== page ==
Solution to Problem Set 1 - Solution to Problem Set 1:...

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Unformatted text preview: Solution to Problem Set 1: Question 1-6: From Chapter 1, problems 2, 4, 7, 9, 11, and 12. P1‐2. Suggested solution (4 points): An IPO is a sale of a part of the entrepreneur’s company to other investors. Inherently, there is uncertainty about the future success of this company and the value of the company’s shares in the future. Potential investors demand information to reduce this uncertainty. If the entrepreneur is able to supply information that reduces the potential investor’s perceptions of uncertainty, she is likely to be able to obtain a higher stock price in the IPO. The entrepreneur has intimate knowledge of her company’s operations, which is likely to be far superior to the information available to potential buyers of the IPO shares—there is information asymmetry between the entrepreneur and potential investors. P1‐4. Suggested solution (6 points, 0.5 point for each cell): Adverse selection Moral hazard Hidden information Hidden action Information about past, present, or future? Past and present Future Associated with the market for “lemons” or insurance deductibles? Market for lemons Insurance deductibles Full disclosure Risk sharing Most closely associated with investment decisions or compliance with contractual terms? Investment decisions Compliance with contractual terms Creates demand for provision of relevant or reliable information? Relevant information Reliable information Hidden action or information? Mitigation of information asymmetry involves risk sharing or full disclosure? P1‐7. Suggested solution: (8 points) * This scenario is an example of an agency relationship that gives rise to moral hazard. * The taxi driver is agent of the taxi company. * The driver has an information advantage over you (the passengers/visitors) regarding the geography of the city. * The driver also has an information advantage over the management and owners of the taxi company regarding the minute‐to‐minute operations of the taxi. * The fare meter is a device to mitigate these two information asymmetries. It is an indirect monitoring device for the taxi company to track how the taxi driver is operating the taxi. It also provides incentives for the driver to take passengers using an efficient route. (Note that the fare increases for both distance travelled and time, so there is more reward when the taxi is moving rather than idling, and more reward when it moves faster.) * An assumption we take for granted, but which is nonetheless important, is that the driver’s pay is directly linked to the taxi fare. * The meter does not eliminate moral hazard problems. It is only an indirect monitor of driver behaviour and tracks a limited number of items. If the driver is unfriendly or drives recklessly, the meter would not capture that information. * The metered fare also does not preclude a driver taking a circuitous route to increase the distance travelled and thus increasing the fare. Many cities require taxi cabs to post estimated fares from the airport to popular destinations such as downtown so that taxi drivers do not take advantage of visitors who are not familiar with the city’s geography. * Providing a gratuity at the end of the trip is a separate practice that helps to mitigate the moral hazard problem: the passengers serve as the monitors of the driver’s behaviour. * For the meter system to be useful, the taxi company and passengers must be confident of its reliability. A meter that can be easily tampered with by the driver will provide misleading information to these users. P1‐9. Suggested solution (8 points): Fixed salary: * Does not motivate management; only if the manager’s actions can be observed would a salary be optimal. * Agency theory predicts that the manager will shirk because of self‐interest. * Shirking occurs because there is moral hazard: the owners cannot observe the manager. * Information will be more reliable, but the company would be worth a lot less. * There is a trade‐off between reliable information and maximizing firm value. Stock options: * Manager still has incentive to bias information to try to affect stock price. * Option compensation has higher risk than bonuses because stock price is affected by factors outside the manager’s control and not reflective of his/her effort. * Manager needs to be paid more to compensate for the additional risk. * Could lead to more insider trading and more incentive to withhold information from shareholders. * Insider trading is costly to outside investors. P1‐11. Suggested solution (8 points) * The provision of both auditing and non‐audit services creates a conflict of interest for accounting firms. * Auditors need to be independent and objective in evaluating companies’ financial statements, but consultants are interested in helping companies become successful. * Auditors may compromise their independence to maintain/attract profitable consulting business. * Without an independent audit to verify numbers, a firm’s financial statements become unreliable. * Investors will become skeptical of reported results, increasing adverse selection. Skeptical investors will pay less for firms’ securities (equity or debt), thereby increasing the cost of capital. * The regulation requiring fee disclosure could solve the adverse selection problem: investors will be able to infer from fees paid to what extent audit independence may have been compromised (more non‐audit fees = higher risk). * As a result, companies that report more non‐audit fees will be viewed as “lemons” as it will be difficult to convince investors otherwise, and their cost of capital will rise. * Companies will therefore voluntarily reduce the use of accounting firms for non‐audit services to lower their cost of capital. * Thus, the disclosure regulation could be viewed to be in the public’s best interest. * Additional regulation requiring the separation of audit and non‐audit divisions would be unnecessary. P1‐12. Suggested solution: (6 points) * The theory of efficient security markets (EMH) applies to commodities as much as to stocks. * Investors cannot make superior returns consistently if the markets are efficient. * It is probably more difficult to “spot the home‐run play” in the commodities market— there are many more buyers and sellers for each commodity (only 20 commodities) than in the stock market. * Basic economics tells us that commodity markets, having many buyers and sellers, are nearly perfect. * There could be more risk in commodities, explaining the higher returns. Systematic risk could be higher—many commodity prices move together because of weather and the economic cycle. * If the brochure provides inside information, you could make superior profits. However, this brochure is widely circulated, and if many others have already bought into this system there is unlikely to be any inside information left. Question 7 Jenny operates a small, fast‐growing internet firm. Her workload has expanded to the point where she decides to hire a full‐time manager. Jenny is considering Henry as the manager for the firm. She ascertains that Henry is risk averse, with utility for money equal to the square root of the dollar compensation received. Henry already has a job offer that yields him an expected utility of 6. He is willing to accept an expected utility of 6 or higher from Jenny. Henry is also effort averse, with a disutility of effort of 3 if he works hard and 2 if not. In the past, Jenny’s business has earned net income (before manager compensation) of $900 for 75% of the time, and income of $0 for 25% of the time. Jenny always worked hard, and if she did not work hard, net income would have been $900 for only 20% of the time and $0 for 80% of the time. She expects this earnings pattern to continue into the future with a new manager. Jenny offers Henry compensation based on a proportion of reported net income. a) What is the minimum proportion of net income must Jenny offer Henry so that he will accept the position and work hard? Show calculations (6 pts. for complete answer, 2 for just setting up the correct equation) Let the proportion of net income be x. Then we want: Expected Utility (work hard) = 0.75 √900x + 0.25 √0 − 3 = 6 = 0.75 × 30√x + 0 − 3 = 6 or, 22.5 √x = 9 From which: x = 0.16 In order to have Henry accept the offer and work hard, Jenny should offer at least 16% of the net income to Henry. b) Having signed a 1‐year contract with the offer from part a, Henry soon realizes that he can effortlessly manage earnings so as to ensure that net income of $900 is reported for this year (i.e. with 100% probability that net income of $900 will be reported), even if he does not work hard. Give two reasons why a manager who may be tempted to shirk and cover up by opportunistic earnings management would not do so. Explain your reasons. [4 points total, 2 points for each reason] • Henry may be concerned about damage to his reputation if the opportunistic earnings management is discovered. This would lower his reservation utility. • Henry may behave ethically, on the grounds that unethical behaviour is not in his longer‐term interest or in that of the profession. • Jenny may hire an auditor. If so, the earnings management may be revealed. • Internal monitoring is high and Henry does not have opportunity to manage earnings. Note: Any two reasons, if reasonably explained, are adequate for full marks. ...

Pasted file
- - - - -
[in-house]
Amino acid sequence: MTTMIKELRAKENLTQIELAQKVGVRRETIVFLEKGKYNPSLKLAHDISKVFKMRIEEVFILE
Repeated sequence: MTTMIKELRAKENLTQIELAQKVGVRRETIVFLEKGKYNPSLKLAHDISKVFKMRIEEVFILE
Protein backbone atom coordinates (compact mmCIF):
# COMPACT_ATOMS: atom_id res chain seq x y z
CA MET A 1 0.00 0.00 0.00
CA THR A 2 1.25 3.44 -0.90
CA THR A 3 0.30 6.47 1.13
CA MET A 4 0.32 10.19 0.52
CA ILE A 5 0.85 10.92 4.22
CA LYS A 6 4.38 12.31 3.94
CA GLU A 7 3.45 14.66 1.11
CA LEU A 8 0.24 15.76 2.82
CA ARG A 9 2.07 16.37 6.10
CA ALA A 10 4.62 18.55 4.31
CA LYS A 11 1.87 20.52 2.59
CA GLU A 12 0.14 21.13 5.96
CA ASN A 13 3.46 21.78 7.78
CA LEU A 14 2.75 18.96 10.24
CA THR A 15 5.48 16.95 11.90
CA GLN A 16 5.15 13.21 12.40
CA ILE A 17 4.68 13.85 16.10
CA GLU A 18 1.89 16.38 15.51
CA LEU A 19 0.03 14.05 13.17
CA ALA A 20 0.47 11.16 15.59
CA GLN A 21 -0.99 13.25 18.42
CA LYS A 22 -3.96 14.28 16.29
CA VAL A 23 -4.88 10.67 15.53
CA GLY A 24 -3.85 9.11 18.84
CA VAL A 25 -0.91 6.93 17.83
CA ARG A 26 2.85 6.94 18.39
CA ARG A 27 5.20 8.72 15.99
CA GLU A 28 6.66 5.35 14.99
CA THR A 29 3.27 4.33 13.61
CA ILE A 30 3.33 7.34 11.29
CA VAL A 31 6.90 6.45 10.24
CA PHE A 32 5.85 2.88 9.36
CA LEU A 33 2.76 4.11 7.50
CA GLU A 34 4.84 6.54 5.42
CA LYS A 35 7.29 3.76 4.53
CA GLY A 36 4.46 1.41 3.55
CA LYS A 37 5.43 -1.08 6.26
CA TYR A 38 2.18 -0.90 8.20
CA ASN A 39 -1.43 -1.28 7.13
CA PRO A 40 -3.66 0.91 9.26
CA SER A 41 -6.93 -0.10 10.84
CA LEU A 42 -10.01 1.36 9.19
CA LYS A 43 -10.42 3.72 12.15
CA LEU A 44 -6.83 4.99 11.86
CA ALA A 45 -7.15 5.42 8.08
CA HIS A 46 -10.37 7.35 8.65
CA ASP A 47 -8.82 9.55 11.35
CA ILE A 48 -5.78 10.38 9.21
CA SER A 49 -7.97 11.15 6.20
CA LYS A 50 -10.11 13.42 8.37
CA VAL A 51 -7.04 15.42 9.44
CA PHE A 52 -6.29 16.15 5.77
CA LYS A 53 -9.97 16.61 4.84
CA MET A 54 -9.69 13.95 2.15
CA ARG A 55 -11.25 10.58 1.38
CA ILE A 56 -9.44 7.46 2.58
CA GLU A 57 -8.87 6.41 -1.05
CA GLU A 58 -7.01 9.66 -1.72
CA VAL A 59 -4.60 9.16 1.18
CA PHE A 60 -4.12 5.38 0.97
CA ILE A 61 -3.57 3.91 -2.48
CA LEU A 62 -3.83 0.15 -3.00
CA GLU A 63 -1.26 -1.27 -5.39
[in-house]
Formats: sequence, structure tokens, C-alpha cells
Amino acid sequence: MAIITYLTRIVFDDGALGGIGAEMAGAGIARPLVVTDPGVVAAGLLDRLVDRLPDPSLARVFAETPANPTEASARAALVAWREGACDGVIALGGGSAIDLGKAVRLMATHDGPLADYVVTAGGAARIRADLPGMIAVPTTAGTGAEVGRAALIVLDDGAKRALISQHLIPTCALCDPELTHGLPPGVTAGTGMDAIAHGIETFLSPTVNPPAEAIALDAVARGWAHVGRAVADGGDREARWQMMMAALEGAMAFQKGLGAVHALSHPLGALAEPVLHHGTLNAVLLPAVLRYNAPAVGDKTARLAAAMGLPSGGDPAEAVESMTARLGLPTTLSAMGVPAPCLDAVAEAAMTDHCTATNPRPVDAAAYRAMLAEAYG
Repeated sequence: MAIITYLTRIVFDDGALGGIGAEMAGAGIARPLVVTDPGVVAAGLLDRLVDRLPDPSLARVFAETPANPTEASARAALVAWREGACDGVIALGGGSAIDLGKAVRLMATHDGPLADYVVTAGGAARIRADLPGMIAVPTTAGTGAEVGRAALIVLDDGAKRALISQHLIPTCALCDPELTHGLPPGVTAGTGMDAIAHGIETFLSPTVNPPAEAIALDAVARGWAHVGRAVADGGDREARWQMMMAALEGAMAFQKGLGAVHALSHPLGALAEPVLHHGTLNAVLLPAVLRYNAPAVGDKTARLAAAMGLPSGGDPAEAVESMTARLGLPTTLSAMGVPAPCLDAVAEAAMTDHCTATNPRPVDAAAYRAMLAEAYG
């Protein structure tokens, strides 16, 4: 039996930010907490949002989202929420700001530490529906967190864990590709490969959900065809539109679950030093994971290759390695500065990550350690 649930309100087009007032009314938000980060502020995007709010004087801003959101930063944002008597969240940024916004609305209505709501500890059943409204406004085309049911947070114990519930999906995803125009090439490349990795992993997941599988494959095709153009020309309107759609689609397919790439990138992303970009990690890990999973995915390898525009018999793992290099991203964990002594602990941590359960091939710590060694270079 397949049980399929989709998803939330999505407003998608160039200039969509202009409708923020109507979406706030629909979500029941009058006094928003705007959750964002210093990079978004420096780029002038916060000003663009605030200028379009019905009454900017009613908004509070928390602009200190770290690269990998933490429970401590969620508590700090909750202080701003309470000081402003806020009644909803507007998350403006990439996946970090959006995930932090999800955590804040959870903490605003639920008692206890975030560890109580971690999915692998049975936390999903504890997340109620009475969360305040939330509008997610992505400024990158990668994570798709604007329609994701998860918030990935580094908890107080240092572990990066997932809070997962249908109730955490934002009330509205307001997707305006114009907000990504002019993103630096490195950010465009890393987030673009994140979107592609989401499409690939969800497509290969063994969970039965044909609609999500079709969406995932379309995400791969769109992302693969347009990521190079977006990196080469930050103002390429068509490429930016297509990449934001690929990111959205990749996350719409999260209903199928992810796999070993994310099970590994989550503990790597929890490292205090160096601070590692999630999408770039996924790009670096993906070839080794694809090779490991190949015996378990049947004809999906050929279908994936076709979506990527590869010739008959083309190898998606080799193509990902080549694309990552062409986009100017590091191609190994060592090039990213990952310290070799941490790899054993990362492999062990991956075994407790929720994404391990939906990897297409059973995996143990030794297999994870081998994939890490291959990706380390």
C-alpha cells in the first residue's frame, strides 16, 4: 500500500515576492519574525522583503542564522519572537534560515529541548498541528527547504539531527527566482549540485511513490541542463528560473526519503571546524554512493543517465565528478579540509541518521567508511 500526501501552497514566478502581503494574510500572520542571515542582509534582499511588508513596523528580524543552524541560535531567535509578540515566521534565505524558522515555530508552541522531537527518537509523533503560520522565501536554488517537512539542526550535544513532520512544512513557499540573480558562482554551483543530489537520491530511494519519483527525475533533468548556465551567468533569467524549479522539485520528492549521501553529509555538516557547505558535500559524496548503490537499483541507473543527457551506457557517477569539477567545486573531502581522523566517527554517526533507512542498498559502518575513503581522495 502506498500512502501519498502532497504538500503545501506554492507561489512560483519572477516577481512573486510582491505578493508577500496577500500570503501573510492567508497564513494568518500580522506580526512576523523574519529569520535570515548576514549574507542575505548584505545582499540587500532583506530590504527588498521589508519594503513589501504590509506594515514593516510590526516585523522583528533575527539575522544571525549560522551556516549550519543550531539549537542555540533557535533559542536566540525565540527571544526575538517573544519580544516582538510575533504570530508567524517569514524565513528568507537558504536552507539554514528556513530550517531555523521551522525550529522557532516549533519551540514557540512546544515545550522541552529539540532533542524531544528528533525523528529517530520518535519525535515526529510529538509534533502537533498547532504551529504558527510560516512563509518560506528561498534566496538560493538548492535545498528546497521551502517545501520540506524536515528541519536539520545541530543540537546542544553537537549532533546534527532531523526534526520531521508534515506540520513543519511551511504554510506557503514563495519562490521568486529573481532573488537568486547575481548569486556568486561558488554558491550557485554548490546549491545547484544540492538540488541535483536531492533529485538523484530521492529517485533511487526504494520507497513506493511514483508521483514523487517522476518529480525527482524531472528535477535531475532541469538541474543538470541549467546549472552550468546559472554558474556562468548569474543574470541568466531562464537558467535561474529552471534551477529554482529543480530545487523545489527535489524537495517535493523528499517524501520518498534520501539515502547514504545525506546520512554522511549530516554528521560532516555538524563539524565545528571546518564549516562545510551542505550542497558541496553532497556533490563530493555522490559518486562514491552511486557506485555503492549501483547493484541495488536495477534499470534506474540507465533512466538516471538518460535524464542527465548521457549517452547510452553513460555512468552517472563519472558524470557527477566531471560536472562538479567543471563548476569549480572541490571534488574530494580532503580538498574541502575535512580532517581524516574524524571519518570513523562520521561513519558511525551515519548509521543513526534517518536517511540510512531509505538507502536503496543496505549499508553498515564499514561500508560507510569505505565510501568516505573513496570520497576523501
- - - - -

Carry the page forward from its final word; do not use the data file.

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This note was uploaded on 02/21/2011 for the course COMM 353 taught by Professor Jennyzhang during the Winter '10 term at The University of British Columbia.